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Nigel Farage and Nick Clegg: The latter's brand of left-liberalism has opened the door to the former (credit: Getty)

I have just read a book so good I want to read it again. But I also want to read (or write) a more complete version of it that is less solicitous of its subject and more concerned with the failures of modern liberalism — as evidenced by the recent success of UKIP and other populists across Europe. Edmund Fawcett's Liberalism: The Life of an Idea (Princeton, £24.95) is an attempt to give form and shape to the elusive political idea that has dominated the Western world for almost two centuries. And to someone like me, half-familiar with many of the ideas in it, it is an intellectual page-turner made even more readable by its personal, sometimes quirky, style and its seamless mix of philosophy, history, biography and history of ideas.

There is an unresolved tension that runs through the book between liberalism's restless refusal to be fixed and Fawcett's aim to do just that. But although there is something unavoidably arbitrary about the author's definitions he gets away with it, thanks in part to the subtlety and looseness of his framework.

Liberalism is currently the most elastic and confusing word in the political lexicon. There are four uses in common circulation, at least partly in conflict with one another (and that does not include the dictionary definition of liberal as an adjective meaning generous or broad-minded). First, there is probably the most technically correct, but least used, form of the word referring to the long history of political struggle to apply checks and balances to monarchical and propertied centres of power. Second, with the prefix economic it refers to the small-state, free-market economics of the 19th century revived in very different circumstances in the 1980s. Third, there is the "new" liberalism associated with state intervention to tame economic liberalism associated with the New Deal in the US. And finally there is the liberalism associated with the 1960s rights revolution and the gradual spread of the idea of equality of treatment and opportunity for those previously excluded from power — in particular women and ethnic minorities.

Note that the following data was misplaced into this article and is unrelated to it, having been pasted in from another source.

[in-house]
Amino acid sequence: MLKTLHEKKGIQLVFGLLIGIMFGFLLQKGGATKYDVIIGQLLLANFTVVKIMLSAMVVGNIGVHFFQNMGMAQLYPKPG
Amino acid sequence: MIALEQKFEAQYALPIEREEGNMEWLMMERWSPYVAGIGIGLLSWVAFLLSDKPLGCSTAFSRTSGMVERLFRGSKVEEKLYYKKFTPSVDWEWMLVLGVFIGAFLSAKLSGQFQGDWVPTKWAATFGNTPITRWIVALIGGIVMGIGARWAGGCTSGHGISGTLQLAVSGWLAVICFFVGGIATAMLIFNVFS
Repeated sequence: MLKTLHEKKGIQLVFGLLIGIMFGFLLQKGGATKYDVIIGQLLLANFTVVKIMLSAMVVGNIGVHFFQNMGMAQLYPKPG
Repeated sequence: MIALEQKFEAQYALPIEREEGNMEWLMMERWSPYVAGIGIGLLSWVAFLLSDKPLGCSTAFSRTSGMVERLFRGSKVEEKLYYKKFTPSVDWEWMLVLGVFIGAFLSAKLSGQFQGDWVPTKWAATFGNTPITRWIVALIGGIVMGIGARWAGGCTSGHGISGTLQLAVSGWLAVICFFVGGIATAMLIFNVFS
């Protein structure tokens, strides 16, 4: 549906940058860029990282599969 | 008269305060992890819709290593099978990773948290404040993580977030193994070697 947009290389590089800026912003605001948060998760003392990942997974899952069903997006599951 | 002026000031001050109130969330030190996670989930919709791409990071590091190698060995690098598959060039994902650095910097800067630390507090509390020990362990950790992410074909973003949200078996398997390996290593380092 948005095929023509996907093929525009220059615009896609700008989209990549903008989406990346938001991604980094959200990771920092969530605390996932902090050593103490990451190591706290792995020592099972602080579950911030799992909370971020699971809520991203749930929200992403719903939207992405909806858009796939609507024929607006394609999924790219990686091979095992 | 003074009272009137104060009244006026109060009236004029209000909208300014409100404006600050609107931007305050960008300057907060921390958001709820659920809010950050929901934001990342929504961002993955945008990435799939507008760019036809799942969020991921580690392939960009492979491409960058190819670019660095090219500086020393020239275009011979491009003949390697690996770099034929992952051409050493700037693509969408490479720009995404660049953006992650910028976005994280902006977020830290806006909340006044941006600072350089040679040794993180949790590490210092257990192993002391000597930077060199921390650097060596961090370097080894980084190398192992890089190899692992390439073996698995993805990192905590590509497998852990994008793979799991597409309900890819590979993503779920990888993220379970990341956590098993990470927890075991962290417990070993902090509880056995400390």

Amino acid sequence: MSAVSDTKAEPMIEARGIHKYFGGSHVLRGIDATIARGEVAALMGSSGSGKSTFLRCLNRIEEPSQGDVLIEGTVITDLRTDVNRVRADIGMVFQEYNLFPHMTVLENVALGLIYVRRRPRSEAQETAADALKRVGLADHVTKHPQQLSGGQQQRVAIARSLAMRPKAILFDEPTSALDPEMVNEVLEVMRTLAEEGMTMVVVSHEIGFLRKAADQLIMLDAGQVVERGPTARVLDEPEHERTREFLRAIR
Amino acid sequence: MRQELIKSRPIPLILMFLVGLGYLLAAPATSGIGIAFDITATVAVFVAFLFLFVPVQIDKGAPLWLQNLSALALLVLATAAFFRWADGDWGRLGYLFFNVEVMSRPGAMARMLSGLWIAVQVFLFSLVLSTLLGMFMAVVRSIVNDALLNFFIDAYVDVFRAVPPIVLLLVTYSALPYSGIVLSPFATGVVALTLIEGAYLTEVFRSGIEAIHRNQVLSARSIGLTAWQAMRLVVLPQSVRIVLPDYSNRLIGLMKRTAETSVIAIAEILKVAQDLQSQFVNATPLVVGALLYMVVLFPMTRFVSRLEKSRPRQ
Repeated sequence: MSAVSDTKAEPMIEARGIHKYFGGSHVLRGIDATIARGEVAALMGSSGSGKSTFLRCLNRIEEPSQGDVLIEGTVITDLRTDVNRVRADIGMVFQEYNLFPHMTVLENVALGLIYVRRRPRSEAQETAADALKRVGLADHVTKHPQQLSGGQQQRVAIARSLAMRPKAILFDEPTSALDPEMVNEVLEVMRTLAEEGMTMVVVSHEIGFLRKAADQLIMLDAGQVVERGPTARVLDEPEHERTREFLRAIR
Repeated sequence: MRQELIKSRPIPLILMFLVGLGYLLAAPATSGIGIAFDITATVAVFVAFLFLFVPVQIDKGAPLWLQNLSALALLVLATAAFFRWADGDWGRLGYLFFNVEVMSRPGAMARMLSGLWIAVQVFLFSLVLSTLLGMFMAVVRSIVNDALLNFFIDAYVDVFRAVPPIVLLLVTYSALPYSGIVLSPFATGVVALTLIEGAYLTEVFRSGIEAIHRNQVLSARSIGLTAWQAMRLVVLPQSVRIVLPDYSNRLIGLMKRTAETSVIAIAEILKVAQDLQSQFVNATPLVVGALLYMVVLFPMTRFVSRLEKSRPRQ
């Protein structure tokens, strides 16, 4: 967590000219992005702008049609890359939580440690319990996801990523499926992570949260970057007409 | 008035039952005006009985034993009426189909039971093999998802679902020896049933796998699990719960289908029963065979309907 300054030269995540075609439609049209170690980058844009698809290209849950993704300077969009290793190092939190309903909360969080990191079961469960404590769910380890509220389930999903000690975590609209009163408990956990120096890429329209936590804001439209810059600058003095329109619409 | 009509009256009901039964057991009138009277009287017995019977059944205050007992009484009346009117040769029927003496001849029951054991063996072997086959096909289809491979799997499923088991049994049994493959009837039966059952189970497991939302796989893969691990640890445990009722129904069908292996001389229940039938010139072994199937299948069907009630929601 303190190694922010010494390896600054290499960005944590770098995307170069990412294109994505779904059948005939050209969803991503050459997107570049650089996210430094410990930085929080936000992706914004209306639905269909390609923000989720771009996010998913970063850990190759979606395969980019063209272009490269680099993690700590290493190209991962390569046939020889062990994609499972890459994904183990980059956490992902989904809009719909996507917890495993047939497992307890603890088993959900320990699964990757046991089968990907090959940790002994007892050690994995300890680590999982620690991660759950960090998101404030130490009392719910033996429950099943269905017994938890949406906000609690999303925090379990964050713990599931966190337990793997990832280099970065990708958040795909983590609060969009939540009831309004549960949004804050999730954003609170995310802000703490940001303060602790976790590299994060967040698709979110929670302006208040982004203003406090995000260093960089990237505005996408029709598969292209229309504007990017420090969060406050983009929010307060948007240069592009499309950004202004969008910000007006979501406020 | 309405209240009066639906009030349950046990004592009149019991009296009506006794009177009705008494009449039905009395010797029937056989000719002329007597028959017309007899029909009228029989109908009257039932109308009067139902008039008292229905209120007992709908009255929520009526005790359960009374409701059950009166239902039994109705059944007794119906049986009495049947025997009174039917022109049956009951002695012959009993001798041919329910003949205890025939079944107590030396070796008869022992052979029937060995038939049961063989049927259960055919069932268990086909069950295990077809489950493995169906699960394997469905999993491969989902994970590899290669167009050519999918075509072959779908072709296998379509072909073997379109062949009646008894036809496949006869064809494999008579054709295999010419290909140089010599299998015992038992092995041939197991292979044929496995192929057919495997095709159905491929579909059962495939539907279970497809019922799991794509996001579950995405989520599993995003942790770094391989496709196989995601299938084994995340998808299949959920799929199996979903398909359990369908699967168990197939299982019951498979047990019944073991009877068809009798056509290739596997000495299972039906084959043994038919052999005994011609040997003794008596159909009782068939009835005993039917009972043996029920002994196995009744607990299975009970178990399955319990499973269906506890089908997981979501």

By chance the book is also structured around three "foursomes". Fawcett selects four ideas to constitute the fluid core of the liberal idea: the permanence of conflict in a society, distrust of power, faith in human progress and respect for people whatever they think and whoever they are. He then discusses the evolution of the liberal idea in four countries (the US, Britain, France and Germany) in four different time periods: 1830 to 1880, emergence and rise to power; 1880 to 1945, coming to terms with democracy and almost imploding; 1945 to 1989, a second chance; and post-1989 reflections on contemporary liberalism.

The four core ideas are held together by one bigger liberal intuition: liberalism is the cheerleader of restless change whereas its two main rivals — conservatism and socialism — desire more fixed social orders. This is a source of great strength for liberalism but also condemns it to travelling light, to going with the flow and to being — in the caricature — no more than the agreement to disagree.

Fawcett tends to shy away from such judgments and claims to be merely identifying the contours of the idea rather than examining it. But his own bias is pretty clear. The son of a President of the European Commission for Human Rights, and himself a long-standing Economist journalist (where he was way to the left of the newspaper's free-market consensus), he does not subject his own left-liberal values to critical scrutiny.
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Commentator
June 19th, 2014
11:06 AM
I would go further than this. I went to Fawcett's talk at the Oxford Literary Festival and tried to draw him on the way in which modern American "liberalism" has morphed into an authoritiarian secular theocracy where dissident voices are smeared, demonised or worse. He didn't want to acknowledge this and tried to be flippant as a way out.

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